Although these subjects all shown intact cognition in their cognitive assessments, studies have shown substantial declines in working memory, information processing, and attention in subjects with chronic stroke compared to age-matched controls.[12,25] Such declines may not be apparent in simple situations.[28] The subjects’ poorer performance with the concurrent cognitive task and at faster speeds may reveal a gradual decline in cognitive functioning. Thus, it is postulated that a decline in working memory performance owing to stroke resulted in a higher cognitive requirement during combined cognitive and walking tasks, leading to slower comfortable and maximum walking speeds.

The serial subtraction task involved not simply mental arithmetic but also a personally generated answer sequence.[11,12,29] Some subjects were observed to resort to talking and walking with identical rhythms to cope with the overall demands of the combined cognitive and walking tasks.[11,30] The culmination of these various demands could likely exhaust the subject's attention resources.

Attention deficits are among the most common stroke sequelae, resulting in greater difficulties in dividing attention between motor and cognitive tasks.[31] While subtracting at maximum walking speed, a subject with an attention deficit was required to tax further the motor-attention resources applied to maintaining walking speed and gait control. Thus, the cognitive and motor processing conflict also increased, resulting in slower speeds.[11,32] Serial subtraction taxes the working memory component of cognition.[12,33] The subjects were instructed to prioritize neither the walking nor the additional cognitive or motor task. However, the results show no significant differences in the accuracy of the serial subtractions at the comfortable and maximum walking speeds (Fig. (Fig.2).2). Dennis et al[11] reported that when walking at maximum speed, their subjects prioritized successful completion of the cognitive task over maintaining maximum walking speed. They would revert to their “default” speed to minimize attention cost and maximize safety.[11] This observation may explain the greater decrease in walking speed when our subjects combined the serial subtraction task with maximum walking speed as opposed to comfortable walking speed.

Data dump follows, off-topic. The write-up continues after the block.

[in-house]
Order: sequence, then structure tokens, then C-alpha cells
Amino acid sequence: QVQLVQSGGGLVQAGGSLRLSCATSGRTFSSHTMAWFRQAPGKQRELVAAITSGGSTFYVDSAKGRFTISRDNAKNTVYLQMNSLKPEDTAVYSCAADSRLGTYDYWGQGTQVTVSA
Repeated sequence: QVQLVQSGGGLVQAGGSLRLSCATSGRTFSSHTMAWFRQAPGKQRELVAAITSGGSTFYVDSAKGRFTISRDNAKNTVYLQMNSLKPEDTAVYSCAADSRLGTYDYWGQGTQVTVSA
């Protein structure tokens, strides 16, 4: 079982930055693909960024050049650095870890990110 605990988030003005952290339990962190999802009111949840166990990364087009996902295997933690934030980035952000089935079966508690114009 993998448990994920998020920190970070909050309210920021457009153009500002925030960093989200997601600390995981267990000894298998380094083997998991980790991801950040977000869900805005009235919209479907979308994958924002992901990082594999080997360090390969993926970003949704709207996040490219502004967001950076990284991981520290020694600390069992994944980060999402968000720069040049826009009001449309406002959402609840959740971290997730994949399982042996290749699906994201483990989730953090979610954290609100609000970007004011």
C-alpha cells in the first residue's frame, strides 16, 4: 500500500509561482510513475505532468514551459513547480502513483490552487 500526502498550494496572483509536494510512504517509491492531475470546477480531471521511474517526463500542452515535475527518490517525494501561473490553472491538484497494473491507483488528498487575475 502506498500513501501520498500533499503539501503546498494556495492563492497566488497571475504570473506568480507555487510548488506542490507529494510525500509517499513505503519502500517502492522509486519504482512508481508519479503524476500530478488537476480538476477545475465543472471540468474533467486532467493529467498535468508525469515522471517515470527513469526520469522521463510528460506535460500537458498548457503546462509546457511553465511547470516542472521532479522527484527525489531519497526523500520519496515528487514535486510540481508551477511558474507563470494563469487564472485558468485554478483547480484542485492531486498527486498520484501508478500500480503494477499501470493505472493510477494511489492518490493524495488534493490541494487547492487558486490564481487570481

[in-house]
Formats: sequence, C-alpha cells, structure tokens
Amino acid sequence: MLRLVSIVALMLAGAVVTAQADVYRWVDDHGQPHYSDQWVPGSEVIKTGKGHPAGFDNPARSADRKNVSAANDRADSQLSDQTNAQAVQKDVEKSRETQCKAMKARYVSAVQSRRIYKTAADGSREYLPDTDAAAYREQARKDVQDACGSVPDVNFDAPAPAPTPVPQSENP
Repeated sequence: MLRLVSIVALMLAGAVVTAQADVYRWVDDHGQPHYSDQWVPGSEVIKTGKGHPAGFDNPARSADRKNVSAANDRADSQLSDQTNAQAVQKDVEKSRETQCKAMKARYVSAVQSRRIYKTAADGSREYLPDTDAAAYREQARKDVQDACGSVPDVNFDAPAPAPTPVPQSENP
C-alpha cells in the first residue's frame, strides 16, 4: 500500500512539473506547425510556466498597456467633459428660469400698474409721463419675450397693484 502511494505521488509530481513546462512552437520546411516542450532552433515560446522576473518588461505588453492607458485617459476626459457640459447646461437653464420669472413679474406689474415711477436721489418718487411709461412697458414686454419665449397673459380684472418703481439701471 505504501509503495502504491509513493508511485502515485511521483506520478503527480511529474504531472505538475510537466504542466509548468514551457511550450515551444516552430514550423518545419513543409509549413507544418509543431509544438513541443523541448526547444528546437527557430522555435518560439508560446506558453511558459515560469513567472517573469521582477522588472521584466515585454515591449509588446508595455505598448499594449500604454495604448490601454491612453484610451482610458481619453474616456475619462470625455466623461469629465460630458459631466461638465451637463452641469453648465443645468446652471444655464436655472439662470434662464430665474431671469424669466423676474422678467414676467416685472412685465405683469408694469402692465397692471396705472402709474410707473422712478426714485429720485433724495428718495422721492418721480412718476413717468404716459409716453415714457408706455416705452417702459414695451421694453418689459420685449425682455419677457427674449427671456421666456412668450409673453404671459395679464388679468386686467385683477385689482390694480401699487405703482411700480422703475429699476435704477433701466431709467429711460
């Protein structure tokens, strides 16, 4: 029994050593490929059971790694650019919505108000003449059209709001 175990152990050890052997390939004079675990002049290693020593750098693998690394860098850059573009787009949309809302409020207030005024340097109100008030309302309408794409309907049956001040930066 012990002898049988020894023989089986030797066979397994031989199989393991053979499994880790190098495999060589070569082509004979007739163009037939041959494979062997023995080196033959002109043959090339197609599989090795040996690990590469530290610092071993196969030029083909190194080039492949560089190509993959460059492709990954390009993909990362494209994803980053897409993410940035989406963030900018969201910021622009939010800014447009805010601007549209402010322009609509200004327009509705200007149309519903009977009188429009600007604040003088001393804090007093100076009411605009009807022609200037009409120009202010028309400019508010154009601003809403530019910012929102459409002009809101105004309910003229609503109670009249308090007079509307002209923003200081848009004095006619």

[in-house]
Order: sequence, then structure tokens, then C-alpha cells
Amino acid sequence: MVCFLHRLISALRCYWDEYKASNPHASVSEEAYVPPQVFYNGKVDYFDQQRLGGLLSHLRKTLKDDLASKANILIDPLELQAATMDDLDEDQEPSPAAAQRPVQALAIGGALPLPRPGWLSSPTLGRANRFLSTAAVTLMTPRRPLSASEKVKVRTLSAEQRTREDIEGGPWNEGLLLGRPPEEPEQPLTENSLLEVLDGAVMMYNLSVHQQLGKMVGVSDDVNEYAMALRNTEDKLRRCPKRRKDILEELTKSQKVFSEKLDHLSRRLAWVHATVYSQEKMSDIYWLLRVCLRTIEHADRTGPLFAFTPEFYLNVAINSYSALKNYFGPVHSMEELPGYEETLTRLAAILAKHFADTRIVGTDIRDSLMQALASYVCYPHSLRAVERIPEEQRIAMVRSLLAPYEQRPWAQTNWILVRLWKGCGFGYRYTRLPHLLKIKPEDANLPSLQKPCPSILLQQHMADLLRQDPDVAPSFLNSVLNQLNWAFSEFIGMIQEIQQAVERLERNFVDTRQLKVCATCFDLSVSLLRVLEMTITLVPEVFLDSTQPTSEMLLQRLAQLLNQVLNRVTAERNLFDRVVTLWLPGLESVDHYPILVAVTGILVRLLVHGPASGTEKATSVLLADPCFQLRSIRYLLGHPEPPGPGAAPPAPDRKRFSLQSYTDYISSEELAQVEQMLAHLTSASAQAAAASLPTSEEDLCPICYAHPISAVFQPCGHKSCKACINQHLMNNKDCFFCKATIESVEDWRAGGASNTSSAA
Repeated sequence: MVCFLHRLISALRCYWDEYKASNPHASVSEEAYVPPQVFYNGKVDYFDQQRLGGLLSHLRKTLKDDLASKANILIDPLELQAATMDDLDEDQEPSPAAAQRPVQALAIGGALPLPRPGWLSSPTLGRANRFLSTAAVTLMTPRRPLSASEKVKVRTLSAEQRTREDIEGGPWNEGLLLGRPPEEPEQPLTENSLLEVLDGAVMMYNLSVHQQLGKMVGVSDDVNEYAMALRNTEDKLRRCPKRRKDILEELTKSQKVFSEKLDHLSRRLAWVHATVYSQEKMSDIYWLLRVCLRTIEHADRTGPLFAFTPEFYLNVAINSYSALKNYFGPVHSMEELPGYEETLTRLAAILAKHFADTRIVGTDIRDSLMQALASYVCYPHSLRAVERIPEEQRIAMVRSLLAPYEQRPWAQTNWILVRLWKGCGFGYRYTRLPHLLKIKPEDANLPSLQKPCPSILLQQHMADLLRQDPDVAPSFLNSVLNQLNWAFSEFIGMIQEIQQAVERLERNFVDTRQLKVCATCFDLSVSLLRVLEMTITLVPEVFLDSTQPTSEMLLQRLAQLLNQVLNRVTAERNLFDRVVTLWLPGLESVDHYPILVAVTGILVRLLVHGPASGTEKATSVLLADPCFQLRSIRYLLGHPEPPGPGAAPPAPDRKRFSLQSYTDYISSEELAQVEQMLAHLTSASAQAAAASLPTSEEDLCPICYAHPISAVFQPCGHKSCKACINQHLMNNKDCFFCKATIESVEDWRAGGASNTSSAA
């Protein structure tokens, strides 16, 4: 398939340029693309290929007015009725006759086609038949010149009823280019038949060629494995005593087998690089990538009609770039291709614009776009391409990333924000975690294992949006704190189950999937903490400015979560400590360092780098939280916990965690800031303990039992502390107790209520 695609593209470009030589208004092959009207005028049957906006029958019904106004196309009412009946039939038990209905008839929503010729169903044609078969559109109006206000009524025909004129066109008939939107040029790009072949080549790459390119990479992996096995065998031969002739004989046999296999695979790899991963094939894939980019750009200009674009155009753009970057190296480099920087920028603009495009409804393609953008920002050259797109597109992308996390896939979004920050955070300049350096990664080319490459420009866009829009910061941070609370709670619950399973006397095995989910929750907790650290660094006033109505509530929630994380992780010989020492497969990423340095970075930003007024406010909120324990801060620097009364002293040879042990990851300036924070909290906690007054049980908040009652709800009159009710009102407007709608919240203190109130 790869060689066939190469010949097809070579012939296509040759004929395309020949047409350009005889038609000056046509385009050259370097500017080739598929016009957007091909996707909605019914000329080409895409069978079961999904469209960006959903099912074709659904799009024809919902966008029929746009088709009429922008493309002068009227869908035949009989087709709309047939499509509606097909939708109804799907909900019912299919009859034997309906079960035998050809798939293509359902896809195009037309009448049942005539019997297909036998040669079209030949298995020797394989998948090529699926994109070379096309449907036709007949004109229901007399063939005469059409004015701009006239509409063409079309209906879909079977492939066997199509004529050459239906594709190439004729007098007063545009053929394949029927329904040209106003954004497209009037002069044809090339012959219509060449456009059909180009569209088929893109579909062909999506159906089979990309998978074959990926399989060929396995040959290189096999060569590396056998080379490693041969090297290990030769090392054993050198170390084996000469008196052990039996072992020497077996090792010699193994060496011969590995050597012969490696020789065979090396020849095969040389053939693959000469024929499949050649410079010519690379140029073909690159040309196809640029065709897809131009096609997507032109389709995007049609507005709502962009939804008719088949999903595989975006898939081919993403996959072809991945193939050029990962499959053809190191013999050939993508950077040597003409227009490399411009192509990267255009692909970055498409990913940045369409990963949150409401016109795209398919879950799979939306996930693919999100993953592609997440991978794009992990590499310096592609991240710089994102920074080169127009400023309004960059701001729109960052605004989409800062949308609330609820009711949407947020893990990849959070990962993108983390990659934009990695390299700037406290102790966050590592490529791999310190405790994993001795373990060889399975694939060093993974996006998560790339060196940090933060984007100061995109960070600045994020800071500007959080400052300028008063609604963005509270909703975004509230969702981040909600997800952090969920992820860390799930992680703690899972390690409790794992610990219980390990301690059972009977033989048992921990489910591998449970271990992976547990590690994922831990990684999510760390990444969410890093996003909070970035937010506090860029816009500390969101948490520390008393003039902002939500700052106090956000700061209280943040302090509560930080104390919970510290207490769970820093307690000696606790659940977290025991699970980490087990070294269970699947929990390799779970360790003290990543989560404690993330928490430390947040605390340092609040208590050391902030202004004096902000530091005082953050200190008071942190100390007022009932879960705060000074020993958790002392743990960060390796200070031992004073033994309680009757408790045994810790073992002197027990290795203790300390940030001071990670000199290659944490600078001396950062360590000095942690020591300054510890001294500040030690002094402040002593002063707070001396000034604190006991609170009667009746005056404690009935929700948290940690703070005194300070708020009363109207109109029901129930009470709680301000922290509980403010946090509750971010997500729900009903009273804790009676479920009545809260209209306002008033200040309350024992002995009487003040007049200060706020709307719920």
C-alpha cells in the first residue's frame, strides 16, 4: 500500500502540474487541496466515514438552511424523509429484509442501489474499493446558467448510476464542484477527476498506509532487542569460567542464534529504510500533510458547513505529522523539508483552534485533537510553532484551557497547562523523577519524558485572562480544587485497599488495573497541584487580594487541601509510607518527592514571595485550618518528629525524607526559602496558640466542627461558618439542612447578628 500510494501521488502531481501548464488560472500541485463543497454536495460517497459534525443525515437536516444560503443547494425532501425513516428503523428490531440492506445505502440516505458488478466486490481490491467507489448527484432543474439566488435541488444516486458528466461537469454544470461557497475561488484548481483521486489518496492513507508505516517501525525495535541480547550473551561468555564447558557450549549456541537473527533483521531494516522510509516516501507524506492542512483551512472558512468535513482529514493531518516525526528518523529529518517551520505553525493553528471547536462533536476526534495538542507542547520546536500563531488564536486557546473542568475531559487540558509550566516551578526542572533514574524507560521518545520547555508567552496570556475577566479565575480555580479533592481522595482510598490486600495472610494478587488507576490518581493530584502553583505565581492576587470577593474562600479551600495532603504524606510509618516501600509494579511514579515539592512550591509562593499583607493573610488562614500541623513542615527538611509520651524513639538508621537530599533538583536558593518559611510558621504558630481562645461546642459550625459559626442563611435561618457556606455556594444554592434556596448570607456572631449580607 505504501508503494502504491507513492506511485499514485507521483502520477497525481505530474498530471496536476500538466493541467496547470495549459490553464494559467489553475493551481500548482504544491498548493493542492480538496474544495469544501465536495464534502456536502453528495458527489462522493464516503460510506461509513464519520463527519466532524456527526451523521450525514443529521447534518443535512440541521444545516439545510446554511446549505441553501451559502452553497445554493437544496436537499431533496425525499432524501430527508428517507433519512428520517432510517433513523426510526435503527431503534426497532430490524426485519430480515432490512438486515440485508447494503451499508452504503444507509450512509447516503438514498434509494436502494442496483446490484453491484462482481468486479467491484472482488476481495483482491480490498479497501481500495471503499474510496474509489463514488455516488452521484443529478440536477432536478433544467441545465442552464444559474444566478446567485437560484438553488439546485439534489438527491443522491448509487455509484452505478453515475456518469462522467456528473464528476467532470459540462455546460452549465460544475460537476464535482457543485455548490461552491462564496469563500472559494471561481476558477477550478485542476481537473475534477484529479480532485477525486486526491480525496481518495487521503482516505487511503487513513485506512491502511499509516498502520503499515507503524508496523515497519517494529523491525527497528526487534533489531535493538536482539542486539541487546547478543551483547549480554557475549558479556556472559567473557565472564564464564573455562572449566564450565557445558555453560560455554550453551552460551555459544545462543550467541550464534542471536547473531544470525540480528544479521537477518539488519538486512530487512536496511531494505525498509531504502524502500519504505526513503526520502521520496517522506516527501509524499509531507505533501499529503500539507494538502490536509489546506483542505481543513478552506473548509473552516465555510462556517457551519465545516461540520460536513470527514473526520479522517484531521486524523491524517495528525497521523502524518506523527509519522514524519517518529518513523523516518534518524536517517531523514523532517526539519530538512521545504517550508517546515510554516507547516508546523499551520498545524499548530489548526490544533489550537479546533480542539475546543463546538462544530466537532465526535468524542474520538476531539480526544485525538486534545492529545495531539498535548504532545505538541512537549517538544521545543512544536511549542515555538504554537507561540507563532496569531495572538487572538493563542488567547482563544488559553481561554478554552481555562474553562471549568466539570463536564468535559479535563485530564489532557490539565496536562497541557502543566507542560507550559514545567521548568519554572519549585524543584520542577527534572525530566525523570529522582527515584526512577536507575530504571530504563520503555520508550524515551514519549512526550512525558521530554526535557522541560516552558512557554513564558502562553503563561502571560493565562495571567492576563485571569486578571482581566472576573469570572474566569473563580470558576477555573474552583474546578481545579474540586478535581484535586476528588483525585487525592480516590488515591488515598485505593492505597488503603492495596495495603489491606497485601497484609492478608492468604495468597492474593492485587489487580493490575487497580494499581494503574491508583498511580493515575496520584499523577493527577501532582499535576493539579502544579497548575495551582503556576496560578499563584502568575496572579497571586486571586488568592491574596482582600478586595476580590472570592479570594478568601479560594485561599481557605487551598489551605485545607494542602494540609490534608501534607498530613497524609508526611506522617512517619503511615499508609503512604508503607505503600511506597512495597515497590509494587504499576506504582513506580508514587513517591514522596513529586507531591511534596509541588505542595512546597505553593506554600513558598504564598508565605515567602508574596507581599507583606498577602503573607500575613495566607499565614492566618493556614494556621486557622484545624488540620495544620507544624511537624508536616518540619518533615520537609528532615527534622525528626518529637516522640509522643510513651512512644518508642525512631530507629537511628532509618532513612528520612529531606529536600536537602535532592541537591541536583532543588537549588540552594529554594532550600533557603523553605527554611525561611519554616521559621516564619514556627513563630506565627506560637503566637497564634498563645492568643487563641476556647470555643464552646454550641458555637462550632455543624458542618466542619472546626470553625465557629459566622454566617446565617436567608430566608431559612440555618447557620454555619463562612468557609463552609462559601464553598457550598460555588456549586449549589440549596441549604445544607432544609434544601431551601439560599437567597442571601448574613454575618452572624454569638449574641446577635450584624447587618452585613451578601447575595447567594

5.3. Motor task reduced walking speed

The combined motor task of carrying a cup of water and walking resulted in a significant decrease in both comfortable and maximum walking speeds when compared with the walking task alone (see Table Table2).2). These results were consistent with the findings of a study by Yang et al,[13] who found a significant reduction in comfortable walking speed when their full community ambulatory subjects were carrying a tray of glasses bimanually.

Performing a motor task in addition to walking will often exceed the available attention resources of stroke survivors.[11,13] As the difficulty of the task increases, the increased attention demanded competes for the limited attention resources available.[11,12,30] In this study, the attention needed to carry a cup of water without spilling had to compete with the attention needed to control the gait during walking.[11,34] This attentional competition was exacerbated at maximum walking speed, resulting in greater speed decrements at maximum walking speed as subjects prioritized not spilling the water over walking.

Visual attention was vital for successful completion of the combined motor and walking task for stroke survivors.[34] The subjects were required not only to judge visually the distance for their walking task but also to visually monitor the water in the cup they were carrying to avoid spillage.

Although both the cognitive and motor tasks resulted in reduced walking speed, it is interesting to note that the cognitive task caused a greater reduction in maximum walking speed than the motor task. The variability in speed reduction depended on the nature of the additional cognitive or motor task. A more difficult task would demand greater attention, resulting in greater cognitive-motor interference, resulting in poorer walking performance.[12,30] Serial subtraction utilizes working memory, and when compared with spatial and executive functioning, is considered more complex and demanding.[11,12] However, the results showed that the subjects’ serial subtraction task accuracy was better when they were trying to walk at their maximum speed rather than their comfortable walking speed (Fig. (Fig.2).2). Evidently, these subjects prioritized the cognitive task over the walking task despite being instructed not to do so, and even more so when they tried to walk at maximum speed, thus resulting in a greater speed reduction.

Serial subtractions are not, of course, a realistic voluntary task while walking, especially when compared to walking while holding a cup of water. This difference may have encouraged the subjects to be partial to the additional task that was more “natural” and consistent with their activities of daily living, which in this case, was the motor task rather than the cognitive task.